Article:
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intuitionism

[in-too-ish-uh-niz-uh m, -tyoo-]
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noun
  1. Ethics. the doctrine that moral values and duties can be discerned directly.
  2. Metaphysics.
    1. the doctrine that in perception external objects are given immediately, without the intervention of a representative idea.
    2. the doctrine that knowledge rests upon axiomatic truths discerned directly.
  3. Logic, Mathematics. the doctrine, propounded by L. E. J. Brouwer, that a mathematical object is considered to exist only if a method for constructing it can be given.
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Origin of intuitionism

First recorded in 1840–50; intuition + -ism
Related formsin·tu·i·tion·ist, noun, adjective
Dictionary.com Unabridged Based on the Random House Unabridged Dictionary, © Random House, Inc. 2018

Examples from the Web for intuitionism

Historical Examples

  • It is this truth that goodness and approbation are identical that Intuitionism builds upon.

    A Review of the Systems of Ethics Founded on the Theory of Evolution

    C. M. Williams

  • It attempts thus to supplant both egoism and intuitionism by the same doctrine of the organic union between individuals.

    On the Ethics of Naturalism

    William Ritchie Sorley

  • Dewey's criticism of intuitionism scarcely does justice to that method, whatever may be its inherent weakness.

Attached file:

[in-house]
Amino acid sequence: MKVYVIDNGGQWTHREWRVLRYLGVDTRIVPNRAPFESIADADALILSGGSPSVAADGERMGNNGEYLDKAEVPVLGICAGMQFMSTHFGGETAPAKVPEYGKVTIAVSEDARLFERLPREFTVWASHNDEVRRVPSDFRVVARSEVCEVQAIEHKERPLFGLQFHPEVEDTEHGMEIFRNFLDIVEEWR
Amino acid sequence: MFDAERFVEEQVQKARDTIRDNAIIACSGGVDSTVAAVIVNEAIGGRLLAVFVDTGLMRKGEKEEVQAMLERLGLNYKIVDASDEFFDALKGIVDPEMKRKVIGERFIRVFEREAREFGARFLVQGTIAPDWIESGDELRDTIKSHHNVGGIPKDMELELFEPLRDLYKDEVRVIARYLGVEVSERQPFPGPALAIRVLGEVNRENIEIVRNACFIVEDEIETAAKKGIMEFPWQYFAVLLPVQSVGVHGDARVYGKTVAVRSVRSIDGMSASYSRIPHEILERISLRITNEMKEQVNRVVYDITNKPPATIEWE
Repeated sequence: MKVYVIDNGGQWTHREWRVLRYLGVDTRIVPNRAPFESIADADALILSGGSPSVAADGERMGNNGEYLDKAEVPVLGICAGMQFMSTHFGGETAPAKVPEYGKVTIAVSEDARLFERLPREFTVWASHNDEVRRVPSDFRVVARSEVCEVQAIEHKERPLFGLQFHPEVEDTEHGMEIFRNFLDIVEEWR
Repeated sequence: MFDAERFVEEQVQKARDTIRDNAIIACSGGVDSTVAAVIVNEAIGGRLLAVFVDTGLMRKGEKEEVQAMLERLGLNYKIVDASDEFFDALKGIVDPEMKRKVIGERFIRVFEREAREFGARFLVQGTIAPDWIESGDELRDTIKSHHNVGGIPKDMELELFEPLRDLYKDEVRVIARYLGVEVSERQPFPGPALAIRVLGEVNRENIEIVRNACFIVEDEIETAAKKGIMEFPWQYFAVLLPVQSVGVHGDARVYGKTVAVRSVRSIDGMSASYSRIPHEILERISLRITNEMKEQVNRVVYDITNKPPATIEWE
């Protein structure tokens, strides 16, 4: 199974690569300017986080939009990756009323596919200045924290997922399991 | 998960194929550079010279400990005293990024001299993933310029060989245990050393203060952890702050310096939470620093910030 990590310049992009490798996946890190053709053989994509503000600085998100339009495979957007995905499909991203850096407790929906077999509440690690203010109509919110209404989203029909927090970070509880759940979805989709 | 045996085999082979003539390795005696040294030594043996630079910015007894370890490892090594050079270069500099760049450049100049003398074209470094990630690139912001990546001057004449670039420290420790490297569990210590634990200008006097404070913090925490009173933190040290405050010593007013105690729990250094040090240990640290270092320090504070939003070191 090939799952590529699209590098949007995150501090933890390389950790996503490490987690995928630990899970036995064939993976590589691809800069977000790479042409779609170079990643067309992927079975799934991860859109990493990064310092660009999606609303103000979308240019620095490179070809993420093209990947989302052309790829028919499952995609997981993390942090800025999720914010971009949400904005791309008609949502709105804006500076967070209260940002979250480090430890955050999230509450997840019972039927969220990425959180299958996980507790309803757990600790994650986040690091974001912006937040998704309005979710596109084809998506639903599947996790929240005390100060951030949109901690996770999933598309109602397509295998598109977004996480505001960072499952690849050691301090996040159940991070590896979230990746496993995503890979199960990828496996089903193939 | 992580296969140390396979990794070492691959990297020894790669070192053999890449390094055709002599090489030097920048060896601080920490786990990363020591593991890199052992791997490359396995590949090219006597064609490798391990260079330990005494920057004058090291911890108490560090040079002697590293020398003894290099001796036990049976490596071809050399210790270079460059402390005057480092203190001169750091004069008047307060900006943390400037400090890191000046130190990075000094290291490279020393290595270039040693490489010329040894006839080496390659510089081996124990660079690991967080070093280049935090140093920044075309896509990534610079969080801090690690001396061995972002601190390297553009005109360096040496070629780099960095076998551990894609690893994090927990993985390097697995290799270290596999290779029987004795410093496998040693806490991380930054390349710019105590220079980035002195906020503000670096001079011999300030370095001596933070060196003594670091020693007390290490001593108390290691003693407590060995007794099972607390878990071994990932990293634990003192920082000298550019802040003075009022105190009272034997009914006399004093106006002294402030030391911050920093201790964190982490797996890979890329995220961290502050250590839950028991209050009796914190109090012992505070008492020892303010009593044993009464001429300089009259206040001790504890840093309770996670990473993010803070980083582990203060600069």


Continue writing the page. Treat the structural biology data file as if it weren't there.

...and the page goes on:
John Dewey's logical theory

    Delton Thomas Howard

  • Intuitionism, whether capable or not of being disproved, is by its nature unsusceptible of decisive proof.


British Dictionary definitions for intuitionism

intuitionism

intuitionalism

noun
  1. (in ethics)
    1. the doctrine that there are moral truths discoverable by intuition
    2. the doctrine that there is no single principle by which to resolve conflicts between intuited moral rulesSee also deontological
  2. philosophy the theory that general terms are used of a variety of objects in accordance with perceived similaritiesCompare nominalism, Platonism
  3. logic the doctrine that logical axioms rest on prior intuitions concerning time, negation, and provability
    1. the theory that mathematics cannot intelligibly comprehend the properties of infinite sets, and that only what can be shown to be provable can be justifiably asserted
    2. the reconstruction of mathematics or logic in accordance with this viewCompare formalism, logicism, finitism
  4. the doctrine that knowledge, esp of the external world, is acquired by intuition
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Derived Formsintuitionist or intuitionalist, noun
Collins English Dictionary - Complete & Unabridged 2012 Digital Edition © William Collins Sons & Co. Ltd. 1979, 1986 © HarperCollins Publishers 1998, 2000, 2003, 2005, 2006, 2007, 2009, 2012